Fail to prepare, prepare to fail

Scholar says dislike of planning leads to poor choices by universities. David Matthews reports

March 7, 2013

Crucial decisions about a university’s future are taken too quickly and are often dominated by the views of the vice-chancellor, according to an academic who has devised a new way to make choices about an institution’s direction.

Ashraf Labib, a professor of operations and decision analysis at the University of Portsmouth’s business school, is one of five authors of a paper that sets out how universities can make better-thought-out and more consistent decisions.

The technique, known as “analytic hierarchy process”, also gives staff a route to overrule the vice-chancellor.

It involves asking university decision-makers such as senior managers and heads of departments to rank pairs of priorities - research ranking and student satisfaction, for example - against each other. They are also asked to choose how to allocate hypothetical sums of money between different spending options: perhaps by deciding between installing a new IT system or developing human resources.

The answers of staff members are weighted differently according to the circumstances: in a recession the finance director’s priorities would be taken into greater account, for example. The result is a “tree” of university priorities extending from “ultimate goals” at the top to specific plans at the bottom, Professor Labib explained.

A crucial feature of this method is that it checks to see if respondents’ priorities are consistent, he said, adding that current planning methods gave no feedback on this.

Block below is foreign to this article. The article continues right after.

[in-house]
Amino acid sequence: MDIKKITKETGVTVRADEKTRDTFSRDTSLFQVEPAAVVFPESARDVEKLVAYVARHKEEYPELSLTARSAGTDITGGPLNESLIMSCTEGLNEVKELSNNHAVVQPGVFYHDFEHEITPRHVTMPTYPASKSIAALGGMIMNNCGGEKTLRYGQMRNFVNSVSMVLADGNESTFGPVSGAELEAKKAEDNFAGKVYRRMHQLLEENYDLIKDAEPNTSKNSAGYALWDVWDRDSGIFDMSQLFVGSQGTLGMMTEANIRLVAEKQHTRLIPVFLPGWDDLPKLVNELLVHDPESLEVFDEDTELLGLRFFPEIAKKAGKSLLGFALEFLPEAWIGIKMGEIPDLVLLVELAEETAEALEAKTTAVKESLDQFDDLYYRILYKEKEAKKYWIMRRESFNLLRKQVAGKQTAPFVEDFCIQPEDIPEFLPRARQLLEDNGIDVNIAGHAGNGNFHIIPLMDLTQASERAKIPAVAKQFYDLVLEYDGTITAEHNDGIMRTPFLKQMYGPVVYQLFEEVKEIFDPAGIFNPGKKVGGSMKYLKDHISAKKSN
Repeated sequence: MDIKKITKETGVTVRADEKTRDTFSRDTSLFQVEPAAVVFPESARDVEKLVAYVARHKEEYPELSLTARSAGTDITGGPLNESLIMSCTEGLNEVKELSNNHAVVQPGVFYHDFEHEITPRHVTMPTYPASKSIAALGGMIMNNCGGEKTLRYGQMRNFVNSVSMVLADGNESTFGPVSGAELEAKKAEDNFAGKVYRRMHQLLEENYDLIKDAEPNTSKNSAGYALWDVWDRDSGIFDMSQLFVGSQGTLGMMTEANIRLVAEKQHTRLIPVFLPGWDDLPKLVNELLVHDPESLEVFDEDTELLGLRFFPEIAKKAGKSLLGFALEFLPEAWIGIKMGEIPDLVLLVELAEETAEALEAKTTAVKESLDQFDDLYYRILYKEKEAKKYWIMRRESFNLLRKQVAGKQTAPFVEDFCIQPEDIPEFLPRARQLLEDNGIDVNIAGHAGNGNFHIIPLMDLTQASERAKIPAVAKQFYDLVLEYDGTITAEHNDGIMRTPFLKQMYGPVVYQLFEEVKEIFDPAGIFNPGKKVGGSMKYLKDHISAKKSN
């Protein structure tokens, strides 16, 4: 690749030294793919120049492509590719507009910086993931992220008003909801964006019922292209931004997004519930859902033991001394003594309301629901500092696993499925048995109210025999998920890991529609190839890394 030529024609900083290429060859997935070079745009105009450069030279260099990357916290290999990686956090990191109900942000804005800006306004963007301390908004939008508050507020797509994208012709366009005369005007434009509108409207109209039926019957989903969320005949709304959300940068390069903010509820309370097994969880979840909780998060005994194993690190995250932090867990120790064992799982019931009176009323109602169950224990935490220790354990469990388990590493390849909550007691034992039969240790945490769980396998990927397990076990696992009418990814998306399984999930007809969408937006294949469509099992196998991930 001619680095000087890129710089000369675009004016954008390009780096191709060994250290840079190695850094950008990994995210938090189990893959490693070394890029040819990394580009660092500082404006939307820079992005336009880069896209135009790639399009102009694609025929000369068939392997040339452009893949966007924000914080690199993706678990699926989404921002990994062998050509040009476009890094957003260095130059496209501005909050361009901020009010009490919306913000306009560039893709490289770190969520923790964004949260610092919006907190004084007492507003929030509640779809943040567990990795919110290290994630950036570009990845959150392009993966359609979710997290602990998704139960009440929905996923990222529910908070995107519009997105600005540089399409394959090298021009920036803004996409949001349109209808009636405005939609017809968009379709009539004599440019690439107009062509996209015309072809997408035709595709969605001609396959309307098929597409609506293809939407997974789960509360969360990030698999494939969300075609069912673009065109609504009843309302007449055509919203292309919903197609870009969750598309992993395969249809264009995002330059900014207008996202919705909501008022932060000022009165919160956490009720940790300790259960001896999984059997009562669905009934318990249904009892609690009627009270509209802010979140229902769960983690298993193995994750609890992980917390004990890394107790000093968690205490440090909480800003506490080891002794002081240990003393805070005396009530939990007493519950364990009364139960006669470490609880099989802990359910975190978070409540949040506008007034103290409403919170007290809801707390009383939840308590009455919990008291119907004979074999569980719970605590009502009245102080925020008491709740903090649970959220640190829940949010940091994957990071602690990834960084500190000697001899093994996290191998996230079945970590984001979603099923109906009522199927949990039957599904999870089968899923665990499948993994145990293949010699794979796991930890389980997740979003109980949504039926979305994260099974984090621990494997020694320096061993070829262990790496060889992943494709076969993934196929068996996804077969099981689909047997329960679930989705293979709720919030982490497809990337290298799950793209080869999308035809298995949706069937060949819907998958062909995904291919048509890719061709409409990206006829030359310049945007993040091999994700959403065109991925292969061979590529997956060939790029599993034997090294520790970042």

Professor Labib also argued that universities fail to conduct “what if” analysis, which incorporates ways to alter a decision if external circumstances change.

The method allows for its outcomes to change if, for example, the economy tips into recession or the market becomes more competitive.

Under the technique, a university’s mission and future direction is decided by several people, unlike in group decision-making, where choices tend to be “influenced by the most important person”, Professor Labib said.

In universities, “not enough time and money is spent making decisions”, he continued.

The new method could prove time-intensive as each respondent had to rank 204 pairs of priorities, the research says.

But Professor Labib countered this concern by drawing a comparison between Japanese and Western manufacturing companies, explaining that because the former spend “lots of time in planning, then the execution comes much faster”. In the West, however, less time was spent on planning, thus risking a “cycle of errors”.

Universities in the UK devoted relatively little time to planning because of its “monotonous” nature or because of the “ego” of those involved, he speculated.

Professor Labib said he hopes the decision-making method will be rolled out in faculties at Portsmouth and at other universities.

The paper, “Formulation of Higher Education Institutional Strategy Using Operational Research Approaches”, was published in the journal Studies in Higher Education.

Professor Labib’s co-authors are Martin Read, Charlotte Gladstone-Millar, Richard Tonge and David Smith, all academics at Portsmouth’s business school.

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